Government

Iowa Senate sends 'dram shop' law changes to governor

Bill reduces liability for bars and restaurants

The Iowa State Capitol building in Des Moines on Tuesday, Jan. 10, 2017. (Stephen Mally/The Gazette)
The Iowa State Capitol building in Des Moines on Tuesday, Jan. 10, 2017. (Stephen Mally/The Gazette)
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DES MOINES — Legislation to reduce the legal and financial liabilities of bars and restaurants that serve alcohol to individuals who later become involved in vehicle crashes is on its way to Gov. Kim Reynolds’ desk.

Senators voted 32-17 Wednesday to accept changes made by the Iowa House to Senate File 2169, a bill that would limit “dram shop” liability for business establishments accused of over-serving a drunk customer. Lawmakers from both parties found reasons to criticize those House modifications, but for different reasons.

Sen. Rick Bertrand, R-Sioux City, said representatives took a good Senate bill and “just simply gutted it.”

House members voted to let juries award an unlimited amount of money for “substantial or permanent” damages from a drunken-driving accident, such as the victim’s death or significant medical bills. Otherwise, “non-economic” damages when bars or restaurants are accused of over-serving a customer would be limited to $250,000.

The Senate version contained provisions in cases where an intoxicated patron’s action resulted in injury to a person or property, the judgment or recovery would be limited to $75,000 for each person injured. That would be increased to $100,000 per person for claims involving loss of support or services, companionship, society or consortium resulting from the death or injury of a person.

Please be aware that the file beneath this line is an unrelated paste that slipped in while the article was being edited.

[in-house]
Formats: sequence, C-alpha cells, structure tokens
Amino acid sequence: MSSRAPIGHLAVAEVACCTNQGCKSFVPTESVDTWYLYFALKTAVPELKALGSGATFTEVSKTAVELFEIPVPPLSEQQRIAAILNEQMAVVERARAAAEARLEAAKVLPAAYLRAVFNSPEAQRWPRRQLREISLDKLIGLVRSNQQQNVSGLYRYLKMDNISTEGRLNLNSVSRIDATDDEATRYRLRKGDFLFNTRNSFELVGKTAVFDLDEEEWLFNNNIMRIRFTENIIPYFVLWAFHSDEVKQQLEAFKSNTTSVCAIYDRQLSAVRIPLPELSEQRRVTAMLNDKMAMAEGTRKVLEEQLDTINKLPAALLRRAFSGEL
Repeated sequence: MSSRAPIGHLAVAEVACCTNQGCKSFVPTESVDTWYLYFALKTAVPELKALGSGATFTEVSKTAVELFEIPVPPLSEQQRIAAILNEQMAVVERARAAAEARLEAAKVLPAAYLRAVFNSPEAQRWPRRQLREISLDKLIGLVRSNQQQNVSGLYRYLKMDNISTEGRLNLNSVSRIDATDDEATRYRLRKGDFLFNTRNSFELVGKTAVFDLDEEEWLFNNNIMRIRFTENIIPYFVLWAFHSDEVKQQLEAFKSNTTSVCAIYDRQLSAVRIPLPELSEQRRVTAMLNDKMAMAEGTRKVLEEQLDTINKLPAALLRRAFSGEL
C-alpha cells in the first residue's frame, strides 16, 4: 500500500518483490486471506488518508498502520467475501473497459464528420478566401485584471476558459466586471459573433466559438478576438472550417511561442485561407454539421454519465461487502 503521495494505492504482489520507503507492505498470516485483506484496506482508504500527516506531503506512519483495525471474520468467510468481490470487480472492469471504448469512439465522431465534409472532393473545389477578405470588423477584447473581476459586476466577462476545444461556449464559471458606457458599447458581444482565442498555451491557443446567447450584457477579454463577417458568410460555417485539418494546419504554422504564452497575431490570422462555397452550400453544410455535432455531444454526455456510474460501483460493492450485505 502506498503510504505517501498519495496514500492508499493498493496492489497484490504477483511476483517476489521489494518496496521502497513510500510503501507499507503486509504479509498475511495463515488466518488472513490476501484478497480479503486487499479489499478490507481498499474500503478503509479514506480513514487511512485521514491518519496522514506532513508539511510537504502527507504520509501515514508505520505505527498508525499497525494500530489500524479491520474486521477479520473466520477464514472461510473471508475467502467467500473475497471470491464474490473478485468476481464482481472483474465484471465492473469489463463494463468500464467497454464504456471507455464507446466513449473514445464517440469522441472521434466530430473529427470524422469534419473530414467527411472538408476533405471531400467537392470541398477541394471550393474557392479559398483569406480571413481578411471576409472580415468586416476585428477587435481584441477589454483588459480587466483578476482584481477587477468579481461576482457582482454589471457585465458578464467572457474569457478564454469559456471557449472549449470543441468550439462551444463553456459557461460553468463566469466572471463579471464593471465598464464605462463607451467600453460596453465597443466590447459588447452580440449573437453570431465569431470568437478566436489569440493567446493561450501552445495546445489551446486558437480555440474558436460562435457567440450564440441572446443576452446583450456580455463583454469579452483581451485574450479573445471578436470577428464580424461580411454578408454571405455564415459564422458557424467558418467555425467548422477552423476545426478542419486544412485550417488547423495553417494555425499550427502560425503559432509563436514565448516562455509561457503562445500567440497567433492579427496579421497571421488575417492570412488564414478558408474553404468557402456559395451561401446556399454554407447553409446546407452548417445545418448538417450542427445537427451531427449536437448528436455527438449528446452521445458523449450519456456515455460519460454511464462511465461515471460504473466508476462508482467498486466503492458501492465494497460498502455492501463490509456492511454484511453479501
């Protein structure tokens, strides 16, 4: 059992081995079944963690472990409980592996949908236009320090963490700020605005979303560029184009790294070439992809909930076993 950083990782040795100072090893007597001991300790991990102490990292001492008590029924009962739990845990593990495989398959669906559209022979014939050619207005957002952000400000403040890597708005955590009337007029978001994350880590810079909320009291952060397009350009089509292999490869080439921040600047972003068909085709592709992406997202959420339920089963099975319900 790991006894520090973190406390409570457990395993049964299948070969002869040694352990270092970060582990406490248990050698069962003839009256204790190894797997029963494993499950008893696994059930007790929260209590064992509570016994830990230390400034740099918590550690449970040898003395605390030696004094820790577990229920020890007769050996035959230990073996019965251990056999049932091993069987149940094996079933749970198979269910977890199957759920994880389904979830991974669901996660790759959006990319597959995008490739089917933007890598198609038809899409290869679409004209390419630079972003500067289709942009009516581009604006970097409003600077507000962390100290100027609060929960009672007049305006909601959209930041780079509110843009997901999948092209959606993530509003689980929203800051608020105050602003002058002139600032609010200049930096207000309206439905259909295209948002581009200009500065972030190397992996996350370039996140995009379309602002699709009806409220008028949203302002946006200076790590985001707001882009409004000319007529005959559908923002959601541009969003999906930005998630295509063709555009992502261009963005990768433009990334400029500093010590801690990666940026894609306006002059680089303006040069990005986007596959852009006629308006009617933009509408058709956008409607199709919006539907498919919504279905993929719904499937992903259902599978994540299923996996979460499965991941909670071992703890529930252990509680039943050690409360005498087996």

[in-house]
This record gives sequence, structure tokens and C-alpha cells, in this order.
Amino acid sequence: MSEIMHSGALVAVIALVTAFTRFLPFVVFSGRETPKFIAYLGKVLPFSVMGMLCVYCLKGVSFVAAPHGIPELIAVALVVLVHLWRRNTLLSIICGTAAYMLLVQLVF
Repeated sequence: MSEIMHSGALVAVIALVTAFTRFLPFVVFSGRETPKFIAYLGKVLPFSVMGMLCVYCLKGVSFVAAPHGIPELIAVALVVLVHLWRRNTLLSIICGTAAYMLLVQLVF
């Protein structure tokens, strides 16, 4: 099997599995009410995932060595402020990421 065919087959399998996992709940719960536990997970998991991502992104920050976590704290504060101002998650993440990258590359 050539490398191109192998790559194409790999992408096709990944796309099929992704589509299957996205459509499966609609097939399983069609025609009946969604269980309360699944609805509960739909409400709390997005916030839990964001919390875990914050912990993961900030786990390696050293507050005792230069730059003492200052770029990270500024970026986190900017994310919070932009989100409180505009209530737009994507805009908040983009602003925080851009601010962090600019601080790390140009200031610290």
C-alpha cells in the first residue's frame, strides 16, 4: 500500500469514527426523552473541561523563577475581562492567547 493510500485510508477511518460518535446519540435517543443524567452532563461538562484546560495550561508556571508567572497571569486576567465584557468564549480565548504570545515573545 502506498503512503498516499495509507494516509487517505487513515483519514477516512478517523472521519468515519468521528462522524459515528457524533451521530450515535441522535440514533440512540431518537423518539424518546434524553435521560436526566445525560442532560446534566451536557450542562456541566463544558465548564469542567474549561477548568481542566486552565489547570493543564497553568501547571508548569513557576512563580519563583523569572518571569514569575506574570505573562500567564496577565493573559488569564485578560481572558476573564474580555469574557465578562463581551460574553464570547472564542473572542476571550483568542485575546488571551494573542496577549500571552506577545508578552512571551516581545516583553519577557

In the opinion of Sen. Herman Quirmbach, D-Ames, the House change made it “a less-bad bill,” but he rejected to the bill overall.

“The bottom line here quite simply is we’re going soft on drunk driving,” Quirmbach said. “I think that it is appropriate to have incentives for those who serve alcohol and those who profit from the sale to take responsibility for limiting the intake so as not to contribute to situations of danger on the public highways.”

Representatives from various hospitality industry associations supported the measure as a way to help control spiraling liability insurance costs. Trial lawyers, victim advocates and others said the cap on damages would reduce protections and impede preventive efforts to keep impaired drivers off the roadways.

Sen. Nate Boulton, D-Des Moines, said state officials should investigate why dram shop insurance rates in Iowa were higher than some surrounding states but capping liability for victims was not the way to address that issue.

“This bill says we should find ways to limit the responsibility of an establishment that overserves. It’s the wrong message, it’s the wrong approach,” Boulton argued. “This bill does nothing to actually prevent impaired drivers from injuring people on our road.”

SUPERVISOR DISTRICTS

In other action, the Senate voted 26-20 to approve a House-passed bill that would change redistricting process for some county boards of supervisors in Iowa. House File 2372 now heads to the governor.

Sen. Mark Chelgren, R-Ottumwa, said the bill would create a more equitable system and fairer representation, but Sen. Rob Hogg, D-Cedar Rapids, countered that the bill attempted to address “a phony issue” because a problem doesn’t exist and would discriminate against larger Iowa counties.

The bill requires any county with a population of more than 60,000 people to use a plan that requires residents to choose a candidate who also lives in the district, with districts based on population.

The bill also amends the process by which those district maps are drawn, removing the power from a board-appointed commission and instead handing it over to the nonpartisan Legislative Services Agency, which draws maps for legislative and congressional districts.

l Comments: (515) 243-7220; rod.boshart@thegazette.com

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